Obama’s birth-control rule rubuked and denounced and could cost him his second presidential run

President Obama’s new rule on birth-control pills or contraceptives has been an unwelcome move for many and has received rebuke from many political and religious quarters. A top republican in Congress John Boehner joined a substantially growing number of social conservatives and religious leaders who denounced the new rule and tagged his policy as unchristian and irreligious. John Boehner said that the rule could as well become the bone of contention for Obama’s political race towards a second year at Presidential candidature. While there were hopes that Obama would give a leeway and accommodate some of the concerns put forth by the Congress in line with the demands of the religious strata of the country, news from a closed door session reveled Obama unflinching stance at not equivocating the rule.

His decision has been largely been accused of ignoring and demeaning religious freedom in America and in a speech on the floor of his chamber, John Boehner made sure that his opposition was well heard by the attendees while included his vow to overturn it if it becomes a reality. While this rule is catching fire quickly, the news of Obama’s anti-religiousness is being spread to paint him unfit for a second run. All this has been developing as Obama and the White House have been trying hard to make sure that the rule, although catching headlines at an inopportune time, does not eventually become an election liability. Escalating the fight between politics and legal ruling against the religious strata of America, Obama has in effect denounced the Church’s allowance of choosing to use brith-control by including birth-control services in health insurance that will be rendered to women from Catholic charities, universities and hospitals.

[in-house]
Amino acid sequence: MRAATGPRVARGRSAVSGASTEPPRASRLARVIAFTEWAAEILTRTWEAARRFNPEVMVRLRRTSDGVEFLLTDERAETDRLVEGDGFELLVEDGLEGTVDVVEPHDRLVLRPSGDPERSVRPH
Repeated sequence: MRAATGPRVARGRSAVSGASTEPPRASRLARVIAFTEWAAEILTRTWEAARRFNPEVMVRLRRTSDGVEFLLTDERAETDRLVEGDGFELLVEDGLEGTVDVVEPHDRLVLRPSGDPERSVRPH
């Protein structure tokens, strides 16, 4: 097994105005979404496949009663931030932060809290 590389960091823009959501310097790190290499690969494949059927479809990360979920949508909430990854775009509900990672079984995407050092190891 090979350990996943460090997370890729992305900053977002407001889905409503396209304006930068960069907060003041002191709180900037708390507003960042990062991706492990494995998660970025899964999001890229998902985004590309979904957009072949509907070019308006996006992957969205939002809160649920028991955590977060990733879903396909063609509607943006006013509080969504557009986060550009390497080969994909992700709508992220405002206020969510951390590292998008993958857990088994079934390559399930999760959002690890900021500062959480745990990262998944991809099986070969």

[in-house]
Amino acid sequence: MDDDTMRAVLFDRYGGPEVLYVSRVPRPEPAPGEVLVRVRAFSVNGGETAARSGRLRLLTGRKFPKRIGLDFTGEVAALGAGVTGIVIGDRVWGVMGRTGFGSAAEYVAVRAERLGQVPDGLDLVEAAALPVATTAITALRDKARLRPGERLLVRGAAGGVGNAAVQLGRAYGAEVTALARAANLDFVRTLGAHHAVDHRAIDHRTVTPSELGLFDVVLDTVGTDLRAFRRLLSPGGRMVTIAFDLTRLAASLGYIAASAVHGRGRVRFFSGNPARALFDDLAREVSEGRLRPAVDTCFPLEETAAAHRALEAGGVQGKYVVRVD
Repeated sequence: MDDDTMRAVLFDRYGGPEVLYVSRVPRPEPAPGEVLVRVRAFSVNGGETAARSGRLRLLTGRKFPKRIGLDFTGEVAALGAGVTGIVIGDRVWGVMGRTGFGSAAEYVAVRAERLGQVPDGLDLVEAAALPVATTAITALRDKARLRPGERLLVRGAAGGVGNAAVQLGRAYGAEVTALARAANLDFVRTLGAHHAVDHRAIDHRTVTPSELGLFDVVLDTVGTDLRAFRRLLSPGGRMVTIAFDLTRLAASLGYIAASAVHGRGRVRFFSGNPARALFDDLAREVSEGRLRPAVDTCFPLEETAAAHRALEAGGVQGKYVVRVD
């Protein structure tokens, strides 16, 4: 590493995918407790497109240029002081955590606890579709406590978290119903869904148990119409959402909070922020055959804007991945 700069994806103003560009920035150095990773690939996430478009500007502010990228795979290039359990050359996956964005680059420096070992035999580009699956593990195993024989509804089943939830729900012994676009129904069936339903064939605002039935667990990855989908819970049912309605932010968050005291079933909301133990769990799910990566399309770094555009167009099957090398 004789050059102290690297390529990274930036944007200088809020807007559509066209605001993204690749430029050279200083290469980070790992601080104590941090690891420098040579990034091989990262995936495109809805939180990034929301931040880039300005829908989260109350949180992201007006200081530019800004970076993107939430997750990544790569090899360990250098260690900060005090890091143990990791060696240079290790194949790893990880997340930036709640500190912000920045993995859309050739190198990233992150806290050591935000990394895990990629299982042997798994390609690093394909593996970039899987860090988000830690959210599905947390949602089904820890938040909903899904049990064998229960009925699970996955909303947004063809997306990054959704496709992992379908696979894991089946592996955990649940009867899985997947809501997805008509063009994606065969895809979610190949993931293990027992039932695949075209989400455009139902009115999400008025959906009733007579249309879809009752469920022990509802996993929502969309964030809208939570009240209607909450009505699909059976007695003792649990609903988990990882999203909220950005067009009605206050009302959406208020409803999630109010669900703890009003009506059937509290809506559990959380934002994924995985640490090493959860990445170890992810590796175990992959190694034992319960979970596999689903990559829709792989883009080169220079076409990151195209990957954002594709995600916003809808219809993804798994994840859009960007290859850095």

In an attempt to thwart efforts of congressmen like John Boehner to assimilate political mileage out of the issue, the White House informed that while the implementation of the much debated rule is on its agenda, the implementation would not be without a sincere effort at addressing opponents’ concerns and dealing with their objections.

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